This Postgraduate Certificate has been designed for engineering professionals who are interested in developing their careers into systems engineering or project management roles in the defence and security domains
Students will develop a powerful set of skills and knowledge about defence and security systems and gain awareness and understanding of the economic and organisational context within which defence and security systems are developed, including the limitations these can impose. Depending on the modules chosen, students may focus more on business, project management, reliability or design aspects.
Students undertake modules to the value of 60 credits.
The programme consists of four taught modules of 15 credits each.
Students must take Defence and Security Systems (15 credits) and either three from the list below or two from the list below and one optional module.
Teaching and learning
The programme consists of four taught modules, each of which is delivered as a five-day block week consisting of a blend of interactive lectures, small-group exercises and presentations, case studies and workshop activity. Formative feedback is given to students throughout the modules. Modules are formally assessed through coursework to be completed a few weeks after the module, and for some modules there is also a short test or a 1.5 hour written examination.
Further information on modules and degree structure is available on the department website: Defence Systems Engineering PG Cert
Students who have studied this subject have found employment in defence, aerospace, rail, construction, cybersecurity, engineering, IT, management consultancy and many other areas.
Systems engineering is a highly sought-after expertise, particularly in engineering and technology-based organisations.
The programme's industrial advisory board ensures that the subjects students learn about cover the key issues faced by industry.
The programme combines interactive lectures, group exercises and case studies to reinforce key points. Lecturers are experts in the field, many of whom have engaged in the practice of systems engineering in industry, and all of whom oversee research across a broad range of subjects relating to systems engineering, project management and technology management.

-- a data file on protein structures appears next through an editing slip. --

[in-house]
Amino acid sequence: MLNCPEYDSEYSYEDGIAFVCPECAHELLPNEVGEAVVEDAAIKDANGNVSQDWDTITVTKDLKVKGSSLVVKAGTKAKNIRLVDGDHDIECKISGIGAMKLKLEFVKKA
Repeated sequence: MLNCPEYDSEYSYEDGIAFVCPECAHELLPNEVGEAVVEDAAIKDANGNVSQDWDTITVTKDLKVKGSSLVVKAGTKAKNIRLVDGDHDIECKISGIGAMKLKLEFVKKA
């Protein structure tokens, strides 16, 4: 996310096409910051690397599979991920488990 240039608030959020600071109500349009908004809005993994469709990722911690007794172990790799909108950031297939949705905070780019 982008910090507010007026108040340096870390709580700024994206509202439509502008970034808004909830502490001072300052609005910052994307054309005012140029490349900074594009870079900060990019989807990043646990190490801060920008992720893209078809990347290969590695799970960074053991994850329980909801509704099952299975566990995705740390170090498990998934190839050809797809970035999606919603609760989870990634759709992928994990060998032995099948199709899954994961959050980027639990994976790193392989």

Students with this degree will gain the skills, knowledge and confidence to further their careers. They will be able to build their professional contacts with like-minded individuals from different organisations.
On successful completion of the 60-credit programme, students may choose to apply to transfer their credit towards a 120-credit Postgraduate Diploma or a 180-credit MSc in Systems Engineering Management.
The MSc in Systems Engineering Management (which students may choose to go on to study on successful completion of this Postgraduate Certificate) is accredited by the Institution of Engineering and Technology (IET) on behalf of the Engineering Council for the purposes of fully meeting the academic requirement for registration as a Chartered Engineer.
The Research Excellence Framework, or REF, is the system for assessing the quality of research in UK higher education institutions. The 2014 REF was carried out by the UK's higher education funding bodies, and the results used to allocate research funding from 2015/16.
The following REF score was awarded to the department: Space & Climate Physics
90% rated 4* (‘world-leading’) or 3* (‘internationally excellent’)
Learn more about the scope of UCL's research, and browse case studies, on our Research Impact website.
With conflicts becoming either increasingly drawn-out, asymmetric wars of attrition or normalise into states of no peace – no war, our understanding of conflict and conflict intervention is shifting. Conflicts are rarely determined by military victory, diplomacy or long-term development, but require to securing populations through a comprehensive approach that sees to their political, and economic, as well as their security-related needs. Their outcome will be determined by how well the different arms of government and civil society, both locally and internationally, can work together and how well they understand each others' perspectives.